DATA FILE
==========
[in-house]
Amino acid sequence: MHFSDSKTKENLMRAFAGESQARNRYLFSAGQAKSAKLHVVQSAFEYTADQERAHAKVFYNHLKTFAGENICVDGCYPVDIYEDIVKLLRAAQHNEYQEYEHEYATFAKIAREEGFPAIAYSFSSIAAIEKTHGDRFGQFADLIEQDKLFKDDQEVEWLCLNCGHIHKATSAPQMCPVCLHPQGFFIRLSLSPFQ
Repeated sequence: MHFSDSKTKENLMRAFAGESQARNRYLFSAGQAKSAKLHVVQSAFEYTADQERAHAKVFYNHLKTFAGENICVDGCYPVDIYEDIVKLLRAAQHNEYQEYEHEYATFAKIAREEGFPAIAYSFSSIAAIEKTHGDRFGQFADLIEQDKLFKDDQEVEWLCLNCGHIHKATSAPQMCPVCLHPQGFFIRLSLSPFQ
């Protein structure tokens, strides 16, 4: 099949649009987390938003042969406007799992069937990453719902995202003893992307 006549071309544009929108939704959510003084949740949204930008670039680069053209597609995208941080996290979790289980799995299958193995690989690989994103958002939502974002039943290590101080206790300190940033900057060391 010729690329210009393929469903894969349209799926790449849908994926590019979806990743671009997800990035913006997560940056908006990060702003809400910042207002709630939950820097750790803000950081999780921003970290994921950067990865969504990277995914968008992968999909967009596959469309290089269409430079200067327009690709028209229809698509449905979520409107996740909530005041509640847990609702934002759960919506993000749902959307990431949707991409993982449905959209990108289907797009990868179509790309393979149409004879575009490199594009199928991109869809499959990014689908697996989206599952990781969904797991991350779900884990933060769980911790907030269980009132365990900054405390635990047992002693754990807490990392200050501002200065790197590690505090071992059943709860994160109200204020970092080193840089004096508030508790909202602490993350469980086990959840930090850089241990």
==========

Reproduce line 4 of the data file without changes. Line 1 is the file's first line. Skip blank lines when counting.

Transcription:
């Protein structure tokens, strides 16, 4: 099949649009987390938003042969406007799992069937990453719902995202003893992307 006549071309544009929108939704959510003084949740949204930008670039680069053209597609995208941080996290979790289980799995299958193995690989690989994103958002939502974002039943290590101080206790300190940033900057060391 010729690329210009393929469903894969349209799926790449849908994926590019979806990743671009997800990035913006997560940056908006990060702003809400910042207002709630939950820097750790803000950081999780921003970290994921950067990865969504990277995914968008992968999909967009596959469309290089269409430079200067327009690709028209229809698509449905979520409107996740909530005041509640847990609702934002759960919506993000749902959307990431949707991409993982449905959209990108289907797009990868179509790309393979149409004879575009490199594009199928991109869809499959990014689908697996989206599952990781969904797991991350779900884990933060769980911790907030269980009132365990900054405390635990047992002693754990807490990392200050501002200065790197590690505090071992059943709860994160109200204020970092080193840089004096508030508790909202602490993350469980086990959840930090850089241990």